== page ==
Preface (The Christopher Bollas Reader) by Adam Philips

adamphilips

Some words by Amnéris Maroni:

Adam Phillips has written a short, sharp and precious preface  to the book Christopher Bollas Reader, Routledge.  Phillips has several books published in Brazil and highlights two of them: Going sane and Winnicott, the latter being one of the best interpretations of the English psychoanalyst. It is in the condition of a great Winnicottian scholar that he writes a preface for this Bollas’s book and emphases its superb originality.

I want point out some topics discussed by Phillips: he does not overemphasize Bollas’s affiliation with D. Winnicott; on the contrary, what he is interested to show is the affiliation of Bollas with Freud, to what is conventionally called a “return to Freud,” in other words, a return to the method of free association discovered by Freud who would have resisted his own incredible finding: the Viennese psychoanalyst and his followers mobilized a great many theories to try to circumscribe the reach of the technique. And then the psychoanalysts found themselves busy in defining what is the most explosive in psychoanalysis: child sexuality? The death drive? Essentialisms in psychoanalysis — the account of human nature, the concept of cure, the developmental theories — were an attempt at self-cure of what the “method” of free association revealed: the unfathomable unconsciousness of ourselves, the mystery of things, our mystery. Defining what they were consciously doing became a noble task among psychoanalysts! Then, self-awareness and the dispute between the schools, their diverse theories, were gaining primacy over the unconscious processes and the free association which helped disclose these processes. Summarizing, according to Phillips: the schools, their theories have taken the place of the free association and with that, according to Bollas’s psychoanalysis, in their own ranks faces a “devastating failure.” For the record, Phillips points out that Bollas is surprised by the “widespread disinterest on the part of therapists and analysts in what the analysand is actually saying.” In psychoanalysis, as well, the world is turned upside down, with this atrocious inversion.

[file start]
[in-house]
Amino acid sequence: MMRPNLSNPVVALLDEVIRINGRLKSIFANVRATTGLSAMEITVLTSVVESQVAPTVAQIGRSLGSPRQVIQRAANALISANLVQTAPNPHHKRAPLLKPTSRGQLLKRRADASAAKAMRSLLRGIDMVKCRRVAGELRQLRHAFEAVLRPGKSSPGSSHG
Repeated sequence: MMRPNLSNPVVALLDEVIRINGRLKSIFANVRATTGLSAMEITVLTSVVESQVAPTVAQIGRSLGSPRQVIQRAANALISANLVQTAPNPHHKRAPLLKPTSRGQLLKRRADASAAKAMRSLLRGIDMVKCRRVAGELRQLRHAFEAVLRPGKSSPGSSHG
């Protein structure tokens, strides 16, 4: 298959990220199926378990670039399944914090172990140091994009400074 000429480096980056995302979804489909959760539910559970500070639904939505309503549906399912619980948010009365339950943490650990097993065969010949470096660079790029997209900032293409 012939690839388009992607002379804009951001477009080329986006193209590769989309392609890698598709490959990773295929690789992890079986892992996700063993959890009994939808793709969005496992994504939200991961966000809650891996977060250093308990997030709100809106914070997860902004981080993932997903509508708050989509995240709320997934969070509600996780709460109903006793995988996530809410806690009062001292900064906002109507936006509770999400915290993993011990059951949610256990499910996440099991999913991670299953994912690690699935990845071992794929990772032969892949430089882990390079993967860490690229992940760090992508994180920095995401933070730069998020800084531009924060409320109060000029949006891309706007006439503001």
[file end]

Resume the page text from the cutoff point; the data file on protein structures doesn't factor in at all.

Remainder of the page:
With this key info we can better understand Bollas’s uncompromising defense of theoretical pluralism. It is not a question, insists Phillips, of eclecticism, but of mobilizing a more inclusive vision where various perspectives, ways of seeing, points of view, do justice, so to speak, to the unconscious: which is referred, contained, in all these possible games of language. Embracing theoretical pluralism, using these various language games, free association and listening to the analysand regain their due primacy.

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